REVIEW: The Knights of Huacovia – Chad Strongwood

The Knights of Huacovia Book Cover The Knights of Huacovia
Conquistadors of Málagan IV
Chad Strongwood
LGBT, Science Fiction, Romance
J.B. Kincaid
February 3, 2021

Chitto is a humble farmer living in a small island village on a distant planet, but the fruit of his trees has a terrible secret... He meets Tenoch, the man of his dreams when the circus comes to town, but his romance is cut short when the town is raided by conquistadors from another world. Chitto sets out on a rescue mission where he enlists the help of his neighbor and a secret order of knights who worship a dragon god. His lover and his friends are sold as slaves to the Earl of Málagan IV, where Tenoch finds himself caught up in a scandalous love triangle and a dangerous web of royal politics. Is he ever rescued? Does he want to be? Will Chitto's secrets catch up with him? What happens to their friends?

Available at Amazon.

Reviewed by Ulysses Dietz

Member of The Paranormal Romance Guild Review Team

Here’s a case where I got very caught up in the story—a sci-fantasy with Conquistadors and Meso-American farmers…and a dragon god. There’s a lot of passion in this story-telling, which brings an interestingly contemporary corrective approach to the great traditions of the space epic.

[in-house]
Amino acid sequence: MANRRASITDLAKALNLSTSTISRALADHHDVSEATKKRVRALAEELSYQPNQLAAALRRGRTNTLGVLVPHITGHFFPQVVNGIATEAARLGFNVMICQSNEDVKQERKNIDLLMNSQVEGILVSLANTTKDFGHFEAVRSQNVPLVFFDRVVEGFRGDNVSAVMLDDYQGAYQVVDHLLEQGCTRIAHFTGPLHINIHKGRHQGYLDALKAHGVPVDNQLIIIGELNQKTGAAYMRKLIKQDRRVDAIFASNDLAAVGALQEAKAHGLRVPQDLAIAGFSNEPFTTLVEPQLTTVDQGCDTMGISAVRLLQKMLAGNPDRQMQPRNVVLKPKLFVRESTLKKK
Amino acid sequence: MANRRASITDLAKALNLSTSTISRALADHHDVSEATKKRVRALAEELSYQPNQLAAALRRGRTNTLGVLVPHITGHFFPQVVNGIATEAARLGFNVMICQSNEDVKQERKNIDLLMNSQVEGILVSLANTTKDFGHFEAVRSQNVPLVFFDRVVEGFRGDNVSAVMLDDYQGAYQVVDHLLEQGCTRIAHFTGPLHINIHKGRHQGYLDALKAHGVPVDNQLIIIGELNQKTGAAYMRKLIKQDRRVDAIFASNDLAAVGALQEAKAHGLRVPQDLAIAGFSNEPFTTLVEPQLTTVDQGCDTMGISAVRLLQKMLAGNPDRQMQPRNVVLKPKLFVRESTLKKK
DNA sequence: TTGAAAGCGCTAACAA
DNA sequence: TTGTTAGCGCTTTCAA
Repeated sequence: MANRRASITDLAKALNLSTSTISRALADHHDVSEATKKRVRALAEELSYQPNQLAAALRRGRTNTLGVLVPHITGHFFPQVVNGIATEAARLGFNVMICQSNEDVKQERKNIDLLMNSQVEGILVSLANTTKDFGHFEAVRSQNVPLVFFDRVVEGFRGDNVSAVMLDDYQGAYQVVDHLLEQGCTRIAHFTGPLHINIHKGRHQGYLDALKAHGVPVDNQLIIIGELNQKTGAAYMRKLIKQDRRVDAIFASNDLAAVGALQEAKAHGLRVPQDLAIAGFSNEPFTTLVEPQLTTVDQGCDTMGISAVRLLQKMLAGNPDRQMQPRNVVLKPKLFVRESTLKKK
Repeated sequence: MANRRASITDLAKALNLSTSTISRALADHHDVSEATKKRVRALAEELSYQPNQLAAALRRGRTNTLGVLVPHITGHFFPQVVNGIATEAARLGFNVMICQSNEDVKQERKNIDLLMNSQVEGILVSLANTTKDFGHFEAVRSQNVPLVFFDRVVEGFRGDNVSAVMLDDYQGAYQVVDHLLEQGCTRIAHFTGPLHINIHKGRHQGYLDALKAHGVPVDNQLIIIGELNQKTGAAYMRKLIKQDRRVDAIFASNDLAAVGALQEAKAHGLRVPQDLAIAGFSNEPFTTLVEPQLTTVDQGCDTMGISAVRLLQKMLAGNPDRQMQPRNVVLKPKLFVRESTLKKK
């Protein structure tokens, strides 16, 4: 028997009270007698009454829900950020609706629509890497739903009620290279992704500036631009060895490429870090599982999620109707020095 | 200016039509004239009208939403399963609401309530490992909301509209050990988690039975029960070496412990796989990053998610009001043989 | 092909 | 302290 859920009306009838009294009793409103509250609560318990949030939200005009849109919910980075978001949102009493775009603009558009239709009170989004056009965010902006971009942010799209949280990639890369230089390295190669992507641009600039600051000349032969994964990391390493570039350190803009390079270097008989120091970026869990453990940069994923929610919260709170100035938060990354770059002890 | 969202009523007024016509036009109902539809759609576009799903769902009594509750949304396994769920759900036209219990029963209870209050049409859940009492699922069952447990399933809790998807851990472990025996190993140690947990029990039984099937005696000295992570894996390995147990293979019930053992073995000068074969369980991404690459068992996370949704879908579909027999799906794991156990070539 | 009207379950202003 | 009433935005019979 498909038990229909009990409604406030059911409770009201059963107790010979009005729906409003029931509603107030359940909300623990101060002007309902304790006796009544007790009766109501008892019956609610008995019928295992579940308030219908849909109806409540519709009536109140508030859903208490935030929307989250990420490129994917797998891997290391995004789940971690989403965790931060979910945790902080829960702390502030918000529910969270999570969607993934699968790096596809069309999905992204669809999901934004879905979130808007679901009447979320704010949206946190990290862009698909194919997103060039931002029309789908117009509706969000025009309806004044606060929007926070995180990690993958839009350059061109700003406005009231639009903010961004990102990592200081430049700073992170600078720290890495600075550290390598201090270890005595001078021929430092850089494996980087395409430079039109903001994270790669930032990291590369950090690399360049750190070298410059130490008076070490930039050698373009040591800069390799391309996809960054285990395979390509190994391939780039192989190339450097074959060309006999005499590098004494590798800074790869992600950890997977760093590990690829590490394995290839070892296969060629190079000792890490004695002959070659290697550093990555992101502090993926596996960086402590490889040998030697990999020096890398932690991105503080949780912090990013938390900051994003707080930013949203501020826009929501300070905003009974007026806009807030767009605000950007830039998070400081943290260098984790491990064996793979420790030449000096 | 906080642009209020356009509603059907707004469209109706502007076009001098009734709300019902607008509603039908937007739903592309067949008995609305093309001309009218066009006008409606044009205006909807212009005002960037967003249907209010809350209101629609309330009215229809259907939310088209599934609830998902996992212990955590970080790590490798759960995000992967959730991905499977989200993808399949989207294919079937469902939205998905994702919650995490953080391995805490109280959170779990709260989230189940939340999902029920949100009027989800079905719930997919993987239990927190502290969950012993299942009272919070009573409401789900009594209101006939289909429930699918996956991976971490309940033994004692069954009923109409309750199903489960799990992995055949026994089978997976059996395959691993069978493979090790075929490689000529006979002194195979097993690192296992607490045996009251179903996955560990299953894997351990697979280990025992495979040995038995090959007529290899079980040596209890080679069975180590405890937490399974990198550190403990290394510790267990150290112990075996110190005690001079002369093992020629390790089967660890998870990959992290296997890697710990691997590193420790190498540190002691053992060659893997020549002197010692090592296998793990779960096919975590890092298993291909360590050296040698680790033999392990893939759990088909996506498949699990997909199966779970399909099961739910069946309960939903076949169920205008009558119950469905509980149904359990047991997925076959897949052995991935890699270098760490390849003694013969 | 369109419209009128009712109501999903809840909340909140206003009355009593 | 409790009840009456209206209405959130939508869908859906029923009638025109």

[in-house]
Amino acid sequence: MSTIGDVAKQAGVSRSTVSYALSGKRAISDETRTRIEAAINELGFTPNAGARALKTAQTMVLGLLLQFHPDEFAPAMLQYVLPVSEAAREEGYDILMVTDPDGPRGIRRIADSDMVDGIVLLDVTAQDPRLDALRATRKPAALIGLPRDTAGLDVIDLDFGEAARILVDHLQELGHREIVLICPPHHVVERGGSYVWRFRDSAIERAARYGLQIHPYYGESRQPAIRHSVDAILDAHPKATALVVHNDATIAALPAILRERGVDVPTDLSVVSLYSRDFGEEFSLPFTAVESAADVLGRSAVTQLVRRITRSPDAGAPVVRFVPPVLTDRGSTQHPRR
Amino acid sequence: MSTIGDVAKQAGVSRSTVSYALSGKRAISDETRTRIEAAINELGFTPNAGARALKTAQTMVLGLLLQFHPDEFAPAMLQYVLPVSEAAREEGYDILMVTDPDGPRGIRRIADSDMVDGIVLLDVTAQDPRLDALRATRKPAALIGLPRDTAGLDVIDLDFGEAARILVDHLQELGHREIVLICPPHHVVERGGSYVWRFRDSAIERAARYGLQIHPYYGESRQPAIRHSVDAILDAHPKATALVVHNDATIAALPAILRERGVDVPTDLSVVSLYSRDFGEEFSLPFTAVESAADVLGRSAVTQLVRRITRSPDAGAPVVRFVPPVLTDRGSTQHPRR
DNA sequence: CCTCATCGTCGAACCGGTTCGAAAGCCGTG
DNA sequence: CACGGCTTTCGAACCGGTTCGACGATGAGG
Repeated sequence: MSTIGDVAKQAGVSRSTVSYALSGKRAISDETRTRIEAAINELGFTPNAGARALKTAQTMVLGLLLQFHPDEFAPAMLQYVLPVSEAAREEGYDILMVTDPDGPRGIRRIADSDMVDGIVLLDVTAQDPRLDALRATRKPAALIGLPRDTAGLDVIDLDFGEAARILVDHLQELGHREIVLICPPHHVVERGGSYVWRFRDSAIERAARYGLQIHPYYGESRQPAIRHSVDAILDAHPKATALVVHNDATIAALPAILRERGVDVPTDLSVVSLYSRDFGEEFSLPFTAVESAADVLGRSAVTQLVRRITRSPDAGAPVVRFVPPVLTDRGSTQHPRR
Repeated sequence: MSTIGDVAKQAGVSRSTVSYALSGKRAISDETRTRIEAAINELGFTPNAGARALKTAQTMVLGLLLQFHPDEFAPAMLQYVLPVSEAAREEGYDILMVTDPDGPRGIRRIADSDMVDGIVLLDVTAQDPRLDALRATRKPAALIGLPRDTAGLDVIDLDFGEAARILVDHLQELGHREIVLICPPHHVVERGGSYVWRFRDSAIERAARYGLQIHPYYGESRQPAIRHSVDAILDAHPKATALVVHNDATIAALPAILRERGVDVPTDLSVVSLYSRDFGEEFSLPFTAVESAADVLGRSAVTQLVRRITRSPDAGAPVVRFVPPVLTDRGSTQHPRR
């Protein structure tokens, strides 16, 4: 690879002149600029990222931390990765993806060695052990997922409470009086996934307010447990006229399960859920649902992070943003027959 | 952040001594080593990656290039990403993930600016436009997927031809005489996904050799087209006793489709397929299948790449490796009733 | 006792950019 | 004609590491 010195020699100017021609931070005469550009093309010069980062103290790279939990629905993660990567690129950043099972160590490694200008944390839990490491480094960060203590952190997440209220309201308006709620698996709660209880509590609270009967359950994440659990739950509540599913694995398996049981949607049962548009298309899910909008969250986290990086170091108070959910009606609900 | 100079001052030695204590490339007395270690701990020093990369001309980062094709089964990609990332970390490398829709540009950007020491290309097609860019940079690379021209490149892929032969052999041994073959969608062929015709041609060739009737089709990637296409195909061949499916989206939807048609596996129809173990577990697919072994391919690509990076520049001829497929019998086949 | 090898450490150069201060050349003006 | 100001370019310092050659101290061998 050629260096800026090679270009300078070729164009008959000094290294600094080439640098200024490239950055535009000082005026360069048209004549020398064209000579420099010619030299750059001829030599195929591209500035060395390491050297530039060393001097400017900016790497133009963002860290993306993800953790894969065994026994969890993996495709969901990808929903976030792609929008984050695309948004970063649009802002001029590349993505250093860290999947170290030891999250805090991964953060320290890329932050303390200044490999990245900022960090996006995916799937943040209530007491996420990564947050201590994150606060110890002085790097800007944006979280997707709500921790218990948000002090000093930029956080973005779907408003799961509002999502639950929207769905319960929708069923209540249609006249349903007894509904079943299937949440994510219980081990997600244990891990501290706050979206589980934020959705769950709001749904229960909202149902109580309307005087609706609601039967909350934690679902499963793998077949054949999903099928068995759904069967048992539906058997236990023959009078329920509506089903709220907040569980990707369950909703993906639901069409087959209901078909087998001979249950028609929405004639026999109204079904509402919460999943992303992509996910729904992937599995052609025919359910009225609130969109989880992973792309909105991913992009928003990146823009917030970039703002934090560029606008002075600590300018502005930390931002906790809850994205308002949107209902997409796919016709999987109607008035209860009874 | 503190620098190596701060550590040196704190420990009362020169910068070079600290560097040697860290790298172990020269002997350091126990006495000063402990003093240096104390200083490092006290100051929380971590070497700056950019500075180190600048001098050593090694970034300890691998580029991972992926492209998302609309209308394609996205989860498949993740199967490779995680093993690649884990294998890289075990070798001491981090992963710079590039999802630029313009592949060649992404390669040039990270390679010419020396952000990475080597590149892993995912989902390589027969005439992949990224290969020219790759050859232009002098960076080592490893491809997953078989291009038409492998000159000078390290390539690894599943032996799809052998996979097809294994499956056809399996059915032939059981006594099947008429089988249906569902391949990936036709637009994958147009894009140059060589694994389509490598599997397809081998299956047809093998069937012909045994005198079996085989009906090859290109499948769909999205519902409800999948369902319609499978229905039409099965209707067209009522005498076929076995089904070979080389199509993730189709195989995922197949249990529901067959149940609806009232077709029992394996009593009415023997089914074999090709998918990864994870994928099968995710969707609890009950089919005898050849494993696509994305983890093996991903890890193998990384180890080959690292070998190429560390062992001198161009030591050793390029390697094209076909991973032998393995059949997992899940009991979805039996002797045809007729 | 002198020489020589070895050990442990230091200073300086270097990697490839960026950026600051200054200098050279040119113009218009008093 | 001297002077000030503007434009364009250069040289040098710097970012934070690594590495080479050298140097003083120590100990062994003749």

Chitto is a farmer—a specialist in a kind of wine grown only on his planet. He meets Tenoch, the star of a trapeze act in a circus troop that sails the seas of Chitto’s home planet—which seems to be a collective avatar for our planet’s pre-contact Native people. Chitto and Tenoch’s budding romance is interrupted by a devastating attack by the predatory warships of Malagan IV, a distant planet in the control of the Latanians—who all seem to speak Spanish and have Spanish names. It’s pretty obvious what these opposing ethnic groups stand for, but I’m not sure the cultural associations have been translated smoothly into this “Star Wars” sort of genre.

Thus begins a rather rushed epic of slavery and heroism, of interplanetary racism and unexpected magic. For a good while I thought I was reading part of a series, because there are so many interesting ideas thrown about without getting fleshed out or fully resolved. The Knights of Huacovia themselves, so critical to the plot, are only sketched out in the most basic way, even though we get to spend some serious face-time with their dragon god, Huacovia. Once Malagan IV, the iron-mining planet, takes center stage, the point of view moves back and forth between Chitto and his band of heroes, to Tenoch and his band of rebellious slaves. The description of Tenoch and his crew’s becoming slaves is powerful.

There’s a lot going on throughout this book, and you can see the ideas whirling in the author’s mind. The writing is distracting, particularly in the author’s fairly consistent misuse of words, and the slightly troublesome mixing up of tenses. These flaws distract from an engaging plot that needs some honing and tinkering to make it more cohesive. I really think there was more than one book’s worth of material crammed into this.

The very ending threw me completely for a loop, as it seemed to come out of nowhere.

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